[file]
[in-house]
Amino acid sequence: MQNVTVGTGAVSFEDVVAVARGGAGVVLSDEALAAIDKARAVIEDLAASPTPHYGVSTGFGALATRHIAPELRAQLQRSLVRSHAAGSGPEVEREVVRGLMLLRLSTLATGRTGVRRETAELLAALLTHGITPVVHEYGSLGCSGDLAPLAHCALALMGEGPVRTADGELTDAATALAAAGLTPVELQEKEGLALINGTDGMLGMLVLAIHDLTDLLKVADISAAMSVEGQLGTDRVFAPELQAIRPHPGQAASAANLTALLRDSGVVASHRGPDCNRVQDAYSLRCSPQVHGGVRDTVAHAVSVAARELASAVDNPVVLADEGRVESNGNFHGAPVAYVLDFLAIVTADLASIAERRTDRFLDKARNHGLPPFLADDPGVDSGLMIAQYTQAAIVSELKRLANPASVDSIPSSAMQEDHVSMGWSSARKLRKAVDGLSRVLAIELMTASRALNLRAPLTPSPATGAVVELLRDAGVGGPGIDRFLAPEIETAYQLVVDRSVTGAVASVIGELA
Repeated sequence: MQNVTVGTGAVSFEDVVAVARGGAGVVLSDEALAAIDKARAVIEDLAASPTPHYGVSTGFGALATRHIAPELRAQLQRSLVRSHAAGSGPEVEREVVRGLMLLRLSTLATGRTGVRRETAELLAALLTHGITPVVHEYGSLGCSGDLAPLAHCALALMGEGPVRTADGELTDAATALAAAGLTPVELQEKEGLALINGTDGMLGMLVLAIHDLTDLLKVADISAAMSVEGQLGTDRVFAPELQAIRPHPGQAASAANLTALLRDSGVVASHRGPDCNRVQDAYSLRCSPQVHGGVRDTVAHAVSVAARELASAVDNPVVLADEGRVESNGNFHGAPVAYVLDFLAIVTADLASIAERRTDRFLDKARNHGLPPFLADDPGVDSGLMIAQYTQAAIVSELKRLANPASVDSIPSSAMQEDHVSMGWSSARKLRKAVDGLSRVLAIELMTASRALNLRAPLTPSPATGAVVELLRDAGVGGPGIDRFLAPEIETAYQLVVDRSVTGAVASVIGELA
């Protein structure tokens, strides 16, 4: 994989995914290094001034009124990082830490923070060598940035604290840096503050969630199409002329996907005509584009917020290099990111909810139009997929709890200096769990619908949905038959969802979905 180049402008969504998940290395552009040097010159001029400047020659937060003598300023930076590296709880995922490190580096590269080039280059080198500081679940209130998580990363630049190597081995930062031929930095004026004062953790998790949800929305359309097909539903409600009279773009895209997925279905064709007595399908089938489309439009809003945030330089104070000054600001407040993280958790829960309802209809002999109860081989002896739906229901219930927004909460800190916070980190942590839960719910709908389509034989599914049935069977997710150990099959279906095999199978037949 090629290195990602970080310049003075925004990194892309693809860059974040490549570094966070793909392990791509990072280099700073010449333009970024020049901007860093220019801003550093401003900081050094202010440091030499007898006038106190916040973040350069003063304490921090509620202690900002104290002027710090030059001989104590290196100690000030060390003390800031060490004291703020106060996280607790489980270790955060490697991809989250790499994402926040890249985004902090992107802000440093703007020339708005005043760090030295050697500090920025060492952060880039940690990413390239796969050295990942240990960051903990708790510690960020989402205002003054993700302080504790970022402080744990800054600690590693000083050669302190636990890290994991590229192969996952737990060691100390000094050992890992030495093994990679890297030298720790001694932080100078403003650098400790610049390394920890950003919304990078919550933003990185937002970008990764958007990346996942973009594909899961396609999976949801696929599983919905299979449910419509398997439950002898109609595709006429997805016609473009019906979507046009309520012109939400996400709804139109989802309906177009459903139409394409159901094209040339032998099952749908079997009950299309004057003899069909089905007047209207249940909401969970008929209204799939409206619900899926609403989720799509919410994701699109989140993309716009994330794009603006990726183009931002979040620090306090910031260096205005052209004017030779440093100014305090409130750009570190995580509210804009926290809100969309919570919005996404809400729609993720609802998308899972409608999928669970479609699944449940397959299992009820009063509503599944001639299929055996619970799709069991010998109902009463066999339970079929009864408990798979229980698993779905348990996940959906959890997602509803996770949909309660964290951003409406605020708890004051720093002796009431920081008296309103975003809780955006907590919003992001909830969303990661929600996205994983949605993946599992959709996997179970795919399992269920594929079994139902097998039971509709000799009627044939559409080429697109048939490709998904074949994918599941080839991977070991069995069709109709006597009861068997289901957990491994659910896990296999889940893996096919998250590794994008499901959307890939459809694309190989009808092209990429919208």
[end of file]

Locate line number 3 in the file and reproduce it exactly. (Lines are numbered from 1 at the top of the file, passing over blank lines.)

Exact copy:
Repeated sequence: MQNVTVGTGAVSFEDVVAVARGGAGVVLSDEALAAIDKARAVIEDLAASPTPHYGVSTGFGALATRHIAPELRAQLQRSLVRSHAAGSGPEVEREVVRGLMLLRLSTLATGRTGVRRETAELLAALLTHGITPVVHEYGSLGCSGDLAPLAHCALALMGEGPVRTADGELTDAATALAAAGLTPVELQEKEGLALINGTDGMLGMLVLAIHDLTDLLKVADISAAMSVEGQLGTDRVFAPELQAIRPHPGQAASAANLTALLRDSGVVASHRGPDCNRVQDAYSLRCSPQVHGGVRDTVAHAVSVAARELASAVDNPVVLADEGRVESNGNFHGAPVAYVLDFLAIVTADLASIAERRTDRFLDKARNHGLPPFLADDPGVDSGLMIAQYTQAAIVSELKRLANPASVDSIPSSAMQEDHVSMGWSSARKLRKAVDGLSRVLAIELMTASRALNLRAPLTPSPATGAVVELLRDAGVGGPGIDRFLAPEIETAYQLVVDRSVTGAVASVIGELA